There are various means of transport connecting Fátima to the rest of the country, but many people prefer to walk, guided by their faith, in fulfilment of pledges, in search of spirituality or simply for the satisfaction of walking as a way of finding themselves.
These routes avoid major roads, preferring rural lanes with less traffic. Four of the pilgrims' usual paths - the Tagus Way, the Northern Way, the Nazaré Way and the Carmelite Way - are marked on the ground and connect Fátima to various parts of the country.
The Tagus Way between Lisbon and Fátima leaves from the Parque das Nações and passes through Santarém. There are a number of places along this route, which is about 141km long, where you can eat and sleep, rest and recharge your energies. Part of this route coincides with the Santiago Way, so the first marker, to the south of the Portuguese Pavilion, also points to Santiago.
Photo: Pavilhão de Portugal ©Arquivo Turismo de Portugal
The Northern Way coincides completely with the Santiago Way, so it is signposted with markers that allude to both routes. Within Portugal, this route runs for about 260km and starts at the Spanish border, in Valença, passing through Porto and Coimbra, always with various accommodation and eating opportunities.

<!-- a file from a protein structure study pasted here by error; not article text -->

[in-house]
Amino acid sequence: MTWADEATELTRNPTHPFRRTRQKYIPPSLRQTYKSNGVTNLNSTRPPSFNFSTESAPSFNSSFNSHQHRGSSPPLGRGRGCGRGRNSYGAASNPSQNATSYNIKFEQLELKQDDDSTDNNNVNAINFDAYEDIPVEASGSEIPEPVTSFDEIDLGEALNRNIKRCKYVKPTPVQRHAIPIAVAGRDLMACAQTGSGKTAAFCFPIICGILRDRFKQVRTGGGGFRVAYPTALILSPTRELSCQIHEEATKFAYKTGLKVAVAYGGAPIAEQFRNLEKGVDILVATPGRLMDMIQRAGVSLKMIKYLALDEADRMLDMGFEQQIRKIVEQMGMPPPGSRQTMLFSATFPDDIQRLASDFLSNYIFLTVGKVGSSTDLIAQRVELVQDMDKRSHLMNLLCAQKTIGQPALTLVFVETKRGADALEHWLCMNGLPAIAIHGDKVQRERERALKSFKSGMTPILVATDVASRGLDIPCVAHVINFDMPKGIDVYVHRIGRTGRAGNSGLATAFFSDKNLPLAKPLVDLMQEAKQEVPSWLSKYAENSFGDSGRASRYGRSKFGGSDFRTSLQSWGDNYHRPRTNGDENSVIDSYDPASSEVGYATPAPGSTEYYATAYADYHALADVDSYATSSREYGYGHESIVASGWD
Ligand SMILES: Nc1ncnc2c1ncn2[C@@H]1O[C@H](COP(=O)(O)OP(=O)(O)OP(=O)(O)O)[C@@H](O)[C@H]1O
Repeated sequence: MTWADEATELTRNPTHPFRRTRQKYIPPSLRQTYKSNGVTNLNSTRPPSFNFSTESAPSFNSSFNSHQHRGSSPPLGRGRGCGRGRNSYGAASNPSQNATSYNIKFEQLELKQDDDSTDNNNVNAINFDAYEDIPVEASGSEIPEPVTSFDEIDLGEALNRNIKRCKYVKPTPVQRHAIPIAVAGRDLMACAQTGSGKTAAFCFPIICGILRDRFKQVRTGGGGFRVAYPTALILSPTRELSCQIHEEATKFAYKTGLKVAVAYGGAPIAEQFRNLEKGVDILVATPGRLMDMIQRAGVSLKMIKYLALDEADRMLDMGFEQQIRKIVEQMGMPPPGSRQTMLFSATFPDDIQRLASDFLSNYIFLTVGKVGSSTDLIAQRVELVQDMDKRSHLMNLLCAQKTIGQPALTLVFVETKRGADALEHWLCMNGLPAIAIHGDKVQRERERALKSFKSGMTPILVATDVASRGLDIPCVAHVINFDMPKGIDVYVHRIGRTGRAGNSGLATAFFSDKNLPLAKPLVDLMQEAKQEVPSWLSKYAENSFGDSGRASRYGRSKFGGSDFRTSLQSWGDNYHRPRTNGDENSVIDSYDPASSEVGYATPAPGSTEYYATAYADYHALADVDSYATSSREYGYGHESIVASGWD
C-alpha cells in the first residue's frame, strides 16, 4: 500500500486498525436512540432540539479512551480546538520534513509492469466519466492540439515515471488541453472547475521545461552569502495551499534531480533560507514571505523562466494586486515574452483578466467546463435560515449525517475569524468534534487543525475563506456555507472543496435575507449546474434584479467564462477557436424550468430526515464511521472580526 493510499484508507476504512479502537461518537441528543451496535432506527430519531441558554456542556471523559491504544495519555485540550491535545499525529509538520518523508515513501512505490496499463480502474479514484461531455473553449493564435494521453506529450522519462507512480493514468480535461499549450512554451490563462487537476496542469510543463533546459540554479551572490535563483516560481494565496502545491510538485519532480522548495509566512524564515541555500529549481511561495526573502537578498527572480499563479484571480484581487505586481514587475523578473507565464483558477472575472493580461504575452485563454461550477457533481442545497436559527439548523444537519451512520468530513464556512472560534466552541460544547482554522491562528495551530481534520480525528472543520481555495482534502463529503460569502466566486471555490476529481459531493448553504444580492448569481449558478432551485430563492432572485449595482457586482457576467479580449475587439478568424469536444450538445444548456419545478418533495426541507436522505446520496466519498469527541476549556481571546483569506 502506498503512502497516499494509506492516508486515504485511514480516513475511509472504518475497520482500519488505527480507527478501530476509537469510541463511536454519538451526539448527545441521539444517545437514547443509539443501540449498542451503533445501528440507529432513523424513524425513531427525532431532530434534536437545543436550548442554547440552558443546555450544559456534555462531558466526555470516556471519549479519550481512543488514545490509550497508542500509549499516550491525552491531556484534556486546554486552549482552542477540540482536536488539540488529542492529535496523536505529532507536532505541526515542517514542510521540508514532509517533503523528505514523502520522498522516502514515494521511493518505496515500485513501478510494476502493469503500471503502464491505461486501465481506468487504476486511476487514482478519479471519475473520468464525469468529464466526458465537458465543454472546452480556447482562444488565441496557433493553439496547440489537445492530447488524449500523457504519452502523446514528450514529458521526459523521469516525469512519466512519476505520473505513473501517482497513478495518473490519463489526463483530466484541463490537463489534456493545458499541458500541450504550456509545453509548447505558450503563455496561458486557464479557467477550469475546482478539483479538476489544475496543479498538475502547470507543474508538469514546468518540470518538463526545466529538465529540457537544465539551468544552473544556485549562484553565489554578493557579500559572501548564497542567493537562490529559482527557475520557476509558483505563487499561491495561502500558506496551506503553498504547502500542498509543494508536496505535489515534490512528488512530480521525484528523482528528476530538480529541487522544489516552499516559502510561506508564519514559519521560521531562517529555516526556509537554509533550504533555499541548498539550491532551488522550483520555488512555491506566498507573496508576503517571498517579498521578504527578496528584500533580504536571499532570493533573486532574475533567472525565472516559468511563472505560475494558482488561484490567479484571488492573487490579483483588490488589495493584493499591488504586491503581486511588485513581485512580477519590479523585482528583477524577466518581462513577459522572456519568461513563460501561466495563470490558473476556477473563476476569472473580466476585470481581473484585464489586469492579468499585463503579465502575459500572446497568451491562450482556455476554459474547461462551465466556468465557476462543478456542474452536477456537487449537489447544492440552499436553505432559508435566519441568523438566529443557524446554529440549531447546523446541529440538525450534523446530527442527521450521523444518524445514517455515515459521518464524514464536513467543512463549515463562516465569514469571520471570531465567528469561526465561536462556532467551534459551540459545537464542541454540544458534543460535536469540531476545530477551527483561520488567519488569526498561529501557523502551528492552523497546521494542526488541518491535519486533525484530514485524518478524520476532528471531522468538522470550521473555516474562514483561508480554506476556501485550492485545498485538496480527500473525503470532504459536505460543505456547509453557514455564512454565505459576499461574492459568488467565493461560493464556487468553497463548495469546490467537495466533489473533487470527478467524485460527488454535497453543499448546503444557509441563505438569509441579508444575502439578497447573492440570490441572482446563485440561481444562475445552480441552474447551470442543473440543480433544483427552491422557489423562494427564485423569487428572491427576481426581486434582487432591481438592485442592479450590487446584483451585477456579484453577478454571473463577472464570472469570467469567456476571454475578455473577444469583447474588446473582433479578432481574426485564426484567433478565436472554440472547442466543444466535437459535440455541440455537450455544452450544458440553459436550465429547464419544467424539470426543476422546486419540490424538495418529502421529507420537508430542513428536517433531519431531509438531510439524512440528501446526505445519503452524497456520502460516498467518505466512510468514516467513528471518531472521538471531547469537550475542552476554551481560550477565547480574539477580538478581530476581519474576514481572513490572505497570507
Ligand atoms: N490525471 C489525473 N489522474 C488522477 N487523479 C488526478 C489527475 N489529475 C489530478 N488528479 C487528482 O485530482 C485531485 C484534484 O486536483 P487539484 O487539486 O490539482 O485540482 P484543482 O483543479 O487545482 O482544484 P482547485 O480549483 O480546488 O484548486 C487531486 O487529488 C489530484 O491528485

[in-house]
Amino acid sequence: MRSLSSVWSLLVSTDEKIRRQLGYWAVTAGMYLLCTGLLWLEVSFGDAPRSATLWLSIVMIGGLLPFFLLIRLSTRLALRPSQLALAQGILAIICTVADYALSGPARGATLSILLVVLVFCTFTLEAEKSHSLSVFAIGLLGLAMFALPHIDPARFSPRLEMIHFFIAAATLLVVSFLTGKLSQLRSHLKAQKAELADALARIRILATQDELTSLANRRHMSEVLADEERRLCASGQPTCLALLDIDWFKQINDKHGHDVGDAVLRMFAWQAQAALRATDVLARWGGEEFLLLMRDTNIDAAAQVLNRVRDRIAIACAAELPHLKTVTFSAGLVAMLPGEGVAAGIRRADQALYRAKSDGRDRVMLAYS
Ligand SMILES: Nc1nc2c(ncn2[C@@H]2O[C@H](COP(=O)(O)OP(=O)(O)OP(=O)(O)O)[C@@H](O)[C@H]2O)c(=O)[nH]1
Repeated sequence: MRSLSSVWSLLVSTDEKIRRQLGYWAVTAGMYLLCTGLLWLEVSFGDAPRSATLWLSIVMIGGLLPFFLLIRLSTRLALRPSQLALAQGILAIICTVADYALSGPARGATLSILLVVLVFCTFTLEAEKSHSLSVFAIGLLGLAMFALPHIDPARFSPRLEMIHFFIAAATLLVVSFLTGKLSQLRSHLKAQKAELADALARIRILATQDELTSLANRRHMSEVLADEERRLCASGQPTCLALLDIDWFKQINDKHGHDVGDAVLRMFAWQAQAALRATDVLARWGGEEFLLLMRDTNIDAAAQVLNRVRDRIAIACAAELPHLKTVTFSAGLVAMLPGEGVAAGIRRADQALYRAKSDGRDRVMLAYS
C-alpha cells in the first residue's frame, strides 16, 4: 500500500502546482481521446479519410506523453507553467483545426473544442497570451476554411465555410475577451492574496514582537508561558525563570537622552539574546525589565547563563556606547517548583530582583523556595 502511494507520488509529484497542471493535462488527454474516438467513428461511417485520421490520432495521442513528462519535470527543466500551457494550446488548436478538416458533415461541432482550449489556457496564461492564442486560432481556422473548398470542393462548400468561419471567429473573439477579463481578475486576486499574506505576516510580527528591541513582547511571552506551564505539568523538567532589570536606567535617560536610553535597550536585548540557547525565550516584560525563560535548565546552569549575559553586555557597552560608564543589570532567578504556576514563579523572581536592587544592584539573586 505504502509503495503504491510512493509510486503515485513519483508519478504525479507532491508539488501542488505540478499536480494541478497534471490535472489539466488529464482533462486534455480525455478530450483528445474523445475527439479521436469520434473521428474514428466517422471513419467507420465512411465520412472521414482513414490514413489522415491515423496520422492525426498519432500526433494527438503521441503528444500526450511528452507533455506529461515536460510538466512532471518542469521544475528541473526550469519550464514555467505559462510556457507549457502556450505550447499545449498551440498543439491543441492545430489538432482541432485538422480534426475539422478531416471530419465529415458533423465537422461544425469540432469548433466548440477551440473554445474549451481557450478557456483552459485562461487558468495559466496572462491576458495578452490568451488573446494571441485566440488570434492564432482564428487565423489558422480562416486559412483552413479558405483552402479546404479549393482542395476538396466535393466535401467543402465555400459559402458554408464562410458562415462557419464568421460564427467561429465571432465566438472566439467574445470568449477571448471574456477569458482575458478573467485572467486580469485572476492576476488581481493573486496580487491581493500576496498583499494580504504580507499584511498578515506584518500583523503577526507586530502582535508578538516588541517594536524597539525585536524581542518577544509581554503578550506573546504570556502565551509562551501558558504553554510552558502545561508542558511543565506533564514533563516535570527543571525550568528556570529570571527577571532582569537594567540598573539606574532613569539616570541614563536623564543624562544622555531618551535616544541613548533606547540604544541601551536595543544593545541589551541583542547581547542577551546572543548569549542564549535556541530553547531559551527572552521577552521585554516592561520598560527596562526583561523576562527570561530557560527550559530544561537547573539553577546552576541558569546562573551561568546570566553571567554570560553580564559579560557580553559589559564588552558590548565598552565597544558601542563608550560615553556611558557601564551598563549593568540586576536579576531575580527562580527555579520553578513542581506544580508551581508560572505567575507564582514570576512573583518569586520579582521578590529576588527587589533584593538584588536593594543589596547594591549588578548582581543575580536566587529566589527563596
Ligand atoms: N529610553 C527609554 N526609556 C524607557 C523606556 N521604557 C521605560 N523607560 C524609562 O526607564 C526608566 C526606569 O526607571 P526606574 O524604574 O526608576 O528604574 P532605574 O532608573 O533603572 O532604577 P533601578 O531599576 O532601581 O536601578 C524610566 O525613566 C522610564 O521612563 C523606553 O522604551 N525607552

Photo: Valença - Rio Minho ©João Paulo
The Nazaré Way connects Fátima to another shrine dedicated to Our Lady, and can be taken in both directions since many pilgrims, after visiting Fátima follow a very ancient ritual to reach the point where the earth ends and the sea begins. In this case, the nearest point is Nazaré, from whose imposing promontory - Sítio - related to another miracle, you can watch the sun plunging into the sea, a beautiful sight at the end of the afternoon.
Photo: Nazaré ©CM Nazaré
The Carmelite Route links Coimbra to Fátima, along a route that passes through countryside of great natural wealth in the municipalities of Condeixa-a-Nova, Penela, Ansião, Alvaiázere and Ourém. This route is 111 kms long, all told, and is divided into six stages. Its inspiration is drawn from the life and work of Sister Lúcia, who lived in the Carmelo de Santa Teresa [Carmelite Convent of St Teresa], the starting point of the journey.
Photo: Santuário de Fátima ©CM Ourém
In addition to the pursuit of spirituality, walking along these paths of silence and tranquillity is also an opportunity to enjoy the landscapes, nature, regional cuisine and contact with the genuine, welcoming local people.
Find out more about Marian worship in Portugal, and the devotion to Our Lady of Fátima on the site www.pathsoffaith.com.